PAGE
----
So now we have the Wii U and my one main thought about it… What exactly is it for? This is the question I think will be asked the most and probably one Nintendo should be the worried about. Put simply, I cannot work out what sort of market this new machine is aimed at. On the one hand we have the new tablet controller. This the feature Nintendo has been pushing the most. So far evidence/fan theories suggest that it will have features such as being able to shift the game play to smaller screen, scanning physical items into the game world (ala Skylanders) and dynamic virtual controls. The way Nintendo has positioned the controller in the spotlight and not the system as a whole suggests to me that they are once again trying to sell it like the Wii, as a new way of playing games. The problem with this is that I am just not sure if a tablet controller is new and exciting enough on its own to sell a whole new console. Its not like touch controls have never been done before (see the DS/Vita/iPad) and I just do not feel that it will be exciting enough for people to want to replace their original Wii with it. The new market the Wii opened (and to a lesser extent the DS) was one that appealed to people who would not normally play a video game, ie, those not so technologically inclined. We have all seen the photos of the old folks playing Wii Sports in their care homes and I just cannot imagine those same people buying a Wii U just because it has a tablet. If anything a tablet is likely to put that audience off.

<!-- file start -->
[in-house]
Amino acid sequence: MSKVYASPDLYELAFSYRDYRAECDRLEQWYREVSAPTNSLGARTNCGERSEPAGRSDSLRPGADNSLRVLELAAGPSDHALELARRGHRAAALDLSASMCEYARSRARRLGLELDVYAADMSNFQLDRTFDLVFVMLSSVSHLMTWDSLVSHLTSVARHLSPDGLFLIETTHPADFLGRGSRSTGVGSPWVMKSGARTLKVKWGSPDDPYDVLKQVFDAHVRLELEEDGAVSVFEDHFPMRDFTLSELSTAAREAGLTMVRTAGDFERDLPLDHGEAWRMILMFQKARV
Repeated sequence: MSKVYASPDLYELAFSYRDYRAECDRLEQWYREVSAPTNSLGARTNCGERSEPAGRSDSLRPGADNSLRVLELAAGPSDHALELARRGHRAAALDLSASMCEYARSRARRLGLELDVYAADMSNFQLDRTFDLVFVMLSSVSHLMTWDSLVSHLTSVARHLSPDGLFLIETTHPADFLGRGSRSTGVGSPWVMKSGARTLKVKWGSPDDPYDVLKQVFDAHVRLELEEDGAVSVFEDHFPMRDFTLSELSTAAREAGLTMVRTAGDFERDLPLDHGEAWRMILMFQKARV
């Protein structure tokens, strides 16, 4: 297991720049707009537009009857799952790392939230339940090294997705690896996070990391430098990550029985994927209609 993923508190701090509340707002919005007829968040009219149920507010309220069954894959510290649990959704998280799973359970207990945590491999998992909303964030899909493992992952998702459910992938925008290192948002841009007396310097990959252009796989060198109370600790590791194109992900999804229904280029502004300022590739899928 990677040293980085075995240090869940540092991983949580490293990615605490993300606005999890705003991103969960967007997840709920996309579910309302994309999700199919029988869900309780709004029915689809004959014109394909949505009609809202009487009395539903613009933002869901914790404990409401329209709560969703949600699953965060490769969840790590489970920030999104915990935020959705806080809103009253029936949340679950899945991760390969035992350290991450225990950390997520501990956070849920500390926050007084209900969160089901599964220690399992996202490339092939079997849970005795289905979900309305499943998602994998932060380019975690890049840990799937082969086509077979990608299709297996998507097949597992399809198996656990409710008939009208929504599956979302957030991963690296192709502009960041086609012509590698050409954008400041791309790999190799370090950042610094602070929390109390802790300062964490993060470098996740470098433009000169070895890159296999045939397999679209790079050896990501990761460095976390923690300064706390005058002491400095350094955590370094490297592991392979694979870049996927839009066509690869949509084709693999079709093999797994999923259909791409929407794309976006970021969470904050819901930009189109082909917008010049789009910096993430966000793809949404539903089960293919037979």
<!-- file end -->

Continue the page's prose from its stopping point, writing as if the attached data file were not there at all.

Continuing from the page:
So if the specialist controller is not enough to move the system then what other selling point is Nintendo relying on? Is there some secret about the main console they have not revealed yet? Will they shock everyone at E3 by revealing the controller is the console? Because that would be awesome. A fully wireless system that can connect to a TV would certainly have that unique edge Nintendo needs to find again, although I highly doubt such a reveal is likely. So assuming Nintendo does not have a Shyamalan esq twist to stun us with, what else is there?